IMF deal expected to promote agricultural and industrial transformation – Prof. Quartey
The Director of the Institute for Social and Economic Statistical Research (ISSER) at the University of Ghana, Professor Peter Quartey, has urged the government to ensure that engagement with the International Monetary Fund (IMF) is framed around local policies on agriculture and industrial transformation that will make the economy robust.
Speaking to reporters during ISSER’s post-mid budget review discussions, Prof Quartey said that as global events continue to negatively impact the local economy, it Discussions with the Government’s proposed Enhanced National Program Fund need to focus on supporting policies that will improve agriculture, industrial transformation and revenue mobilization.
“The IMF will certainly engage you on what you have and what you want to do. And so any policy that we prepare should focus on agriculture… Agriculture is the key. We risk facing an impending food crisis if we do not address the challenges of agriculture. So I want to see investments in irrigation, seed varieties in the value chain, credit guarantee for agriculture, etc. For me, this is very important; let’s solve the food problem.
“Second, improving revenues. We have said many times that we cannot continue to rely solely on tax revenues. We have non-tax revenues – for example, public companies. money while trying to block the leaks from our tax system?With digitization we have seen many more online channels, how can we strengthen it to ensure we generate more revenue?
“Ghana needs national policies to withstand global shocks. Structural change in the economy is essential for Ghana to build resilience to global shocks,” he said.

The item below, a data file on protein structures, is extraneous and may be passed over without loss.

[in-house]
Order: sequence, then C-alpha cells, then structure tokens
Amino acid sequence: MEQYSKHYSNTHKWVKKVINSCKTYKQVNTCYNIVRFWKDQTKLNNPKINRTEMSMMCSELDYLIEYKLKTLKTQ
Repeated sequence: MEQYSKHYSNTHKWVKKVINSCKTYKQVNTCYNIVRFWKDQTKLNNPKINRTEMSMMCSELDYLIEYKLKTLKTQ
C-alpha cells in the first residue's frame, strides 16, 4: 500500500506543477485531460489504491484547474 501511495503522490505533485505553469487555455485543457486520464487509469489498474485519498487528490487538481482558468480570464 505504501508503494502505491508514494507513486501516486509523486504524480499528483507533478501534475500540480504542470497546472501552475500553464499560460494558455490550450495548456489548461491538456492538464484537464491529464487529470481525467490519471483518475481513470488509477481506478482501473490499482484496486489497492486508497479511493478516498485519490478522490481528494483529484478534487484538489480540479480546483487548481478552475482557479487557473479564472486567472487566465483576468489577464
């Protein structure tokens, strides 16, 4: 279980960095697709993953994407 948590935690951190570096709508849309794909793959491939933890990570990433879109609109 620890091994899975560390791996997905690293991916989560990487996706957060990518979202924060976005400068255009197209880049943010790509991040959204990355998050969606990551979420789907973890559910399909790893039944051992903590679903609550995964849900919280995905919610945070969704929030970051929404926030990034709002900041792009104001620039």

The institute used the platform to propose solutions to the government to implement in the budget to ensure that structural deficiencies in the economy are reversed. These include adding value to raw materials before export, increasing production in key sectors and the value chain, among others.
“Ghana is still heavily dependent on revenue from commodity exports. There is a need to change structures to add value to primary products to adapt to an increasingly unstable global economy. National initiatives should aim to increase productivity and improve production in key primary sectors and value chains,” ISSER said.
Again, when it comes to improving the fiscal situation, the institute advises the government to implement the Tax Exemption Act quickly, as import exemptions alone cost nations some 4 billion GH¢ in 2021 and over 2.3 billion GH¢ so far this year.
He further called on the government to reintroduce tolls using the E-pass system to avoid overcrowding at toll booths and to ensure that all revenue goes directly to the state and is not bypassed into private pockets. .
With regard to the Electronic Transfer Levy (E-levy), which has had dismal results since its implementation, ISSER proposes that the government reduce the levy to 0.5 or at most 0.75% instead 1.5% to encourage consumers to continue using the services. like mobile money in their daily transactions.